After trying to attain gilt-edged ratings for more than a decade, Florida finally convinced the last holdout, landing an upgrade to Aaa from Moody's Investors Service.
Moody’s late Thursday raised the state’s general obligation bond rating from Aa1, making it the third rating agency to assign its highest rating to the Sunshine State’s GOs.
The outlook is stable.
Florida has been rated AAA by S&P Global Ratings since 2005, and AAA by Fitch Ratings since 2010.
Ben Watkins, director of Florida's Division of Bond Finance, said he believes that adding Moody’s Aaa rating to more than $12 billion of outstanding GO bonds backed by the state’s full faith and credit will save the state money when new and refunding bonds are issued.
“I would expect the market to recognize the improvement in the state’s finances and the strength of our economy,” Watkins said. “It helps now, for existing bondholders, and it also positions us well for future new money issuance to have triple-triple A ratings.”
Florida will price $254 million of new money right of way and bridge construction bonds the week of June 25, the first time the state will issue debt backed by its full faith and credit carrying triple-A ratings from Fitch, Moody’s and S&P. The exact date of the sale was not immediately available.
“The GO upgrade reflects a sustained trend of improvement in Florida's economy and finances, low state debt and pension ratios, and reduced near-term liability risks via the state-run insurance companies,” said Moody’s Vice President Genevieve Nolan. “Florida's economy is performing strongly in terms of job growth, and long-term growth prospects are favorable despite the challenges posed by an aging population base.”
The state’s finances are characterized by healthy reserves and historically strong governance practices and policies, Nolan said, adding, “The state has also maintained consistently low debt and pension liabilities that compare well with other Aaa-rated states.”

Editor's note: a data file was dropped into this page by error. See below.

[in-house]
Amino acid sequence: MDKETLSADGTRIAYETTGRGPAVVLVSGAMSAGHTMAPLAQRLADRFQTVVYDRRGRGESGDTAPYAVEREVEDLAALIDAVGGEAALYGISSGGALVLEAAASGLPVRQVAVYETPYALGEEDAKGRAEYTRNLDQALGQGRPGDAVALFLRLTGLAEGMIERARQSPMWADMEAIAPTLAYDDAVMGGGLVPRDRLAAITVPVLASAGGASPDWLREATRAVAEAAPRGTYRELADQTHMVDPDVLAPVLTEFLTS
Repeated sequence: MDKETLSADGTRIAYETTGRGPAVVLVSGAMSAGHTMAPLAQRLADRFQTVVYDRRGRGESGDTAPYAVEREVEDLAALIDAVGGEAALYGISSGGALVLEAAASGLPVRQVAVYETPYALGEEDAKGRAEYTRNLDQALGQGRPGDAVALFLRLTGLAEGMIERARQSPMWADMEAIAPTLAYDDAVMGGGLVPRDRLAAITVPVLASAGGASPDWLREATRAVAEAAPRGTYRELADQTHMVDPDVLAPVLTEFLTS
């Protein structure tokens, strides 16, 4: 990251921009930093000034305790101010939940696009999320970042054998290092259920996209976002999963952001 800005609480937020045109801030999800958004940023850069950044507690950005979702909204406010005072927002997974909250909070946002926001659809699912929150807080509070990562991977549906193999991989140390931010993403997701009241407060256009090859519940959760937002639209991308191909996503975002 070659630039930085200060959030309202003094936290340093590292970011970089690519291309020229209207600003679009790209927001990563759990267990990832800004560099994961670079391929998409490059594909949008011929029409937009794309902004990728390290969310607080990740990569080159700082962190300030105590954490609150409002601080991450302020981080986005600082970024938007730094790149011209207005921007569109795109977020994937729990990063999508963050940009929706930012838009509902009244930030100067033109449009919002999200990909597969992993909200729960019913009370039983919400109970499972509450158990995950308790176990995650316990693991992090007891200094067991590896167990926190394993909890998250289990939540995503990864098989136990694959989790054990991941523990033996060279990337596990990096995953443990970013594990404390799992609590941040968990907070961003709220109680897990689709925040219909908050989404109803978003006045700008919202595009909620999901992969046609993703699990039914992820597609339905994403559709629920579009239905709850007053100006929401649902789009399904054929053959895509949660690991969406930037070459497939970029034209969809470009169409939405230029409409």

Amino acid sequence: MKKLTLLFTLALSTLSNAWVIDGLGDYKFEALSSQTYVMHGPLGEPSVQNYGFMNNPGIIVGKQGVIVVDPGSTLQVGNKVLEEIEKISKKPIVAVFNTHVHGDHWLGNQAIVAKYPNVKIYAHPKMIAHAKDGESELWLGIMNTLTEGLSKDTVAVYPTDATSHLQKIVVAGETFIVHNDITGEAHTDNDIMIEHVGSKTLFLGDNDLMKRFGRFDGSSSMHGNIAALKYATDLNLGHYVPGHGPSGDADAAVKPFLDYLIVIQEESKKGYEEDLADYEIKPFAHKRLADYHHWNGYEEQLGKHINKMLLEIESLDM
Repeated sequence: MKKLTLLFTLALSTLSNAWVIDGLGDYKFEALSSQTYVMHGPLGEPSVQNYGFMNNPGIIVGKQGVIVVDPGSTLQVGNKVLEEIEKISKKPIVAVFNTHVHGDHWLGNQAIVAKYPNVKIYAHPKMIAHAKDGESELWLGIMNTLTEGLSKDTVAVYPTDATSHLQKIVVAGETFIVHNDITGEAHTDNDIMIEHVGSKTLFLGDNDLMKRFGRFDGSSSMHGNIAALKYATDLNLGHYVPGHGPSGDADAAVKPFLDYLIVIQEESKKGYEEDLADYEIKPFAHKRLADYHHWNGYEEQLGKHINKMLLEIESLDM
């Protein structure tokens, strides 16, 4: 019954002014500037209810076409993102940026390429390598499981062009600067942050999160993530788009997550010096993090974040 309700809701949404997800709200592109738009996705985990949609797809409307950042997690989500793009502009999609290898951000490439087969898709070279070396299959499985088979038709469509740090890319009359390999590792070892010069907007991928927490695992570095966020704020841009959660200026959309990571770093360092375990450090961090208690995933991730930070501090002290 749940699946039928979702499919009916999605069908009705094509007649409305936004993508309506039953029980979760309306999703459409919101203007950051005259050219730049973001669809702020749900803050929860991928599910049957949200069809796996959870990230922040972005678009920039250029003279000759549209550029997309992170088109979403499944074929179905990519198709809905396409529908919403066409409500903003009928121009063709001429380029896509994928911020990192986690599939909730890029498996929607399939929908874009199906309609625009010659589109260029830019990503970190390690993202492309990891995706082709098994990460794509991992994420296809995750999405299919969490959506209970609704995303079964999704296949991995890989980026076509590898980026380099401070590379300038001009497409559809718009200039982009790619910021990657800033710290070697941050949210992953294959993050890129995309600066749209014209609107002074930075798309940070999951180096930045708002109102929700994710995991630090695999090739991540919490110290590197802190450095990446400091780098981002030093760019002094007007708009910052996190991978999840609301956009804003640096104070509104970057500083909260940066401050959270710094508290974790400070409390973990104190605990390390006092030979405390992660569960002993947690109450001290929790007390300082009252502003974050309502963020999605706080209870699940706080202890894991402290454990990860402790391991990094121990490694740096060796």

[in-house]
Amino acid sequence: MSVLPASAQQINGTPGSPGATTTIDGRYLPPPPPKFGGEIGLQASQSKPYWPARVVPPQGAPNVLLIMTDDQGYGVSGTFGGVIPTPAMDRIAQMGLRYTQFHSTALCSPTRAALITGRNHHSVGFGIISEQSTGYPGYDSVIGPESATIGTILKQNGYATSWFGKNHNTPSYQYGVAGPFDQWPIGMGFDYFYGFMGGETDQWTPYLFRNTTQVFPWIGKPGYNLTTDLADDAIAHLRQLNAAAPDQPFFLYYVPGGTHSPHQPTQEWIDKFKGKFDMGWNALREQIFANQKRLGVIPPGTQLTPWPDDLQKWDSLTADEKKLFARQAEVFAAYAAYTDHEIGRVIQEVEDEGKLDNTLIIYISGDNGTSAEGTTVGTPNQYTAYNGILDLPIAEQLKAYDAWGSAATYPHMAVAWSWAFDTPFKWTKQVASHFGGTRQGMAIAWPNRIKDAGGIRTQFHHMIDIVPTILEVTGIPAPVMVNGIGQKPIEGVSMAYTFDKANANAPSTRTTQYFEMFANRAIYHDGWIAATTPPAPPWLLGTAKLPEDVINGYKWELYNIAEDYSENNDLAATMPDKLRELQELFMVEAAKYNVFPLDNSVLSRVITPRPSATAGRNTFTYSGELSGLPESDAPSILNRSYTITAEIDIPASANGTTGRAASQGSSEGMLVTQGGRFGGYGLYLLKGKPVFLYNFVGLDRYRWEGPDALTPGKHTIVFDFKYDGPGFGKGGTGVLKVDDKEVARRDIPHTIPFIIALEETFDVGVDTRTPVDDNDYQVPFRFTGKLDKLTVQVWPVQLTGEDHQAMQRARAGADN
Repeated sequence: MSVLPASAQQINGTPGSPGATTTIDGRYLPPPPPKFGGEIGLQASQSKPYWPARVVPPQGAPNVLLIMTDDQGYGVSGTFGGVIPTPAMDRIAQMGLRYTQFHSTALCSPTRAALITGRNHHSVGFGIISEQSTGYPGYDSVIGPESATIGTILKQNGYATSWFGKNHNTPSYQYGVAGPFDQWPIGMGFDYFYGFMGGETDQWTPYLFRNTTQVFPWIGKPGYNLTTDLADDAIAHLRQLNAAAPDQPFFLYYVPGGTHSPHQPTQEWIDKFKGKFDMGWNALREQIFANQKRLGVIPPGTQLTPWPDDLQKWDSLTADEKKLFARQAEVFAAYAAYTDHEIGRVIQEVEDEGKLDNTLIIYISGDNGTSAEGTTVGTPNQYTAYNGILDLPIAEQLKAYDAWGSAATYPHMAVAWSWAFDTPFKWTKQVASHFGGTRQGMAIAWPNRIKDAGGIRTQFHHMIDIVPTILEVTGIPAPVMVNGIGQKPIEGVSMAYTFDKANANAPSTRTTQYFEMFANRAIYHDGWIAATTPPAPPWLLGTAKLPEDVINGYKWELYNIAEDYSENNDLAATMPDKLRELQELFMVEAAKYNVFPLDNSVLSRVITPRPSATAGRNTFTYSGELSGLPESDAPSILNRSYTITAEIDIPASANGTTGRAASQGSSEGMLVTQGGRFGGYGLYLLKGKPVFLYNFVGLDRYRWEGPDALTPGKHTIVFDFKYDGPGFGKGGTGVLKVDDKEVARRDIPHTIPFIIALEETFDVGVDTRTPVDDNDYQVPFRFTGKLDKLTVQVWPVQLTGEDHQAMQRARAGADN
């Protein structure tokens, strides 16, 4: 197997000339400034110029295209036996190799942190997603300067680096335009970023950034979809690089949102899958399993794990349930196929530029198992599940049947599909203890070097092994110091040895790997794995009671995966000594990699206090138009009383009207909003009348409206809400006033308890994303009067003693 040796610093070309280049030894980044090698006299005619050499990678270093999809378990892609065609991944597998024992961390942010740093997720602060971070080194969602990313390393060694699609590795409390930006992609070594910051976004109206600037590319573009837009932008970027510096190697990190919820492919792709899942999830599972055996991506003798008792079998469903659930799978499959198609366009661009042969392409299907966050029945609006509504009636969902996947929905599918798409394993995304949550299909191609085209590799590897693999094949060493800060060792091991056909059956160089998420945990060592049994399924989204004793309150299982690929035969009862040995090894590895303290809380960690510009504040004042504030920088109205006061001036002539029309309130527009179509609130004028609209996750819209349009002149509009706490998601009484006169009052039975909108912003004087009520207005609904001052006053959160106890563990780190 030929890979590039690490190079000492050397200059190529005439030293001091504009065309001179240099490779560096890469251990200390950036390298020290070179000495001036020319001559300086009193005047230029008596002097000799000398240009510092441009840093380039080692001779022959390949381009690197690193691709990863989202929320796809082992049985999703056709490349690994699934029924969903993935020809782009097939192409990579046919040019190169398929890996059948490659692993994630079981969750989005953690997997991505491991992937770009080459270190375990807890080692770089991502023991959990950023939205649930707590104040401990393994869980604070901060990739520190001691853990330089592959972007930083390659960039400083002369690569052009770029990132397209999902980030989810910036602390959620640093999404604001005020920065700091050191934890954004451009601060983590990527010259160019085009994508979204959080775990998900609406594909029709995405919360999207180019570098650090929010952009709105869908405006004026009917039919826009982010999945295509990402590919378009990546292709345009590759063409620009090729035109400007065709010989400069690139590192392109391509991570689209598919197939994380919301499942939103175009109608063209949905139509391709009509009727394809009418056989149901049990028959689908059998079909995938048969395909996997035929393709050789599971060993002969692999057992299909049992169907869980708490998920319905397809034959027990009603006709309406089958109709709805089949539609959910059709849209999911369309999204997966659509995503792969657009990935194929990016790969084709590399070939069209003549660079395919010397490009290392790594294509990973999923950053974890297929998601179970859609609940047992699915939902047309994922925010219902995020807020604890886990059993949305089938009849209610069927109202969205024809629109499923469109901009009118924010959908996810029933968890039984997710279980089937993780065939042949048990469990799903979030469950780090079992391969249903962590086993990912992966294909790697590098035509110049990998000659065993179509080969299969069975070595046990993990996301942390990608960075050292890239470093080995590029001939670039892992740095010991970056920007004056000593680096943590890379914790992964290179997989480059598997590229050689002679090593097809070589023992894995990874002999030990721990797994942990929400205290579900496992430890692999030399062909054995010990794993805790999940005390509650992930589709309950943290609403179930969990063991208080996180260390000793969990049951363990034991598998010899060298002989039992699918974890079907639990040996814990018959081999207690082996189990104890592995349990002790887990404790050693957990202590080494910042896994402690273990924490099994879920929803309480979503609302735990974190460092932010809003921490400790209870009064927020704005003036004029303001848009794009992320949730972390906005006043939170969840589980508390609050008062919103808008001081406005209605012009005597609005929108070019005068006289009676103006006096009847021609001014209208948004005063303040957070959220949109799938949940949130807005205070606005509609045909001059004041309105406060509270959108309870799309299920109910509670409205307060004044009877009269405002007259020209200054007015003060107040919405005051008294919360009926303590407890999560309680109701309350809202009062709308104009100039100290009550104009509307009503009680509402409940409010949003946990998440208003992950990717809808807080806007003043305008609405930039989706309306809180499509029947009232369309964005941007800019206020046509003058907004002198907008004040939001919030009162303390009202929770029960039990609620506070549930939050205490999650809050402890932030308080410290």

The upgrade by Moody’s followed the state's annual presentation to the rating agencies in May.
Watkins announced Friday that his division would start posting the presentation on its website, a move that he said was prompted by inquiries from major fund groups and institutional investors who requested access to the same information that rating agencies receive.
“There’s over $12 billion of debt that investors are getting the benefit of the [Moody’s] upgrade, which creates a lot of goodwill,” he said. “The value of their bonds just went up.”
Watkins said many things factored into the upgrade, including the state paying down more than $8 billion in direct debt and generating more than $3 billion in debt-service savings through refundings since 2010.
Florida also reduced a $3.5 billion balance-sheet liability by repaying the federal government for loans taken out to pay unemployment compensation claims amid the recession in 2009 and 2010. Today, he said, the state’s unemployment compensation trust fund has a $3.5 billion surplus.
The state’s high pension funded ratio of 85% and favorable financial positions of the two state-rung two property insurers – Citizens Property Insurance Corp. and the Florida Hurricane Catastrophe Fund – also helped support the higher rating, he said.
Obtaining Moody’s highest rating “is a clear indicator of the strength of Florida’s economy and will save taxpayers money in future state interest payments,” said Gov. Rick Scott, who is termed out of office this year and is seeking the Republican nomination for the U.S. Senate.
Scott said he has concentrated on paying down the state’s debt, adding 1.5 million jobs, reducing the unemployment rate and enacting tax cuts.
“When I became governor in 2011, Florida’s economy was in terrible shape,” Scott said Friday. “Today’s rating from Moody’s demonstrates the success of Florida’s economic turnaround.”
Florida had $22.7 billion of direct debt outstanding as of June 30, 2017, a $1.4 billion decrease from the prior fiscal year, according to the state’s Debt Affordability Study released in December.
Moody’s also upgraded Florida’s Department of Management Services facilities pool revenue bonds and certificates of participation ratings to Aa1 from Aa2, the Department of Children and Families COP rating to Aa2 from Aa3, and the State Board of Education's lottery revenue bond rating to Aa3 from A1.
Watkins, who has directed financings for Florida since 1995, said obtaining the state’s third triple-A rating has been a long time in coming.
“Now we’ve got a full house,” he said. “I like the hand.”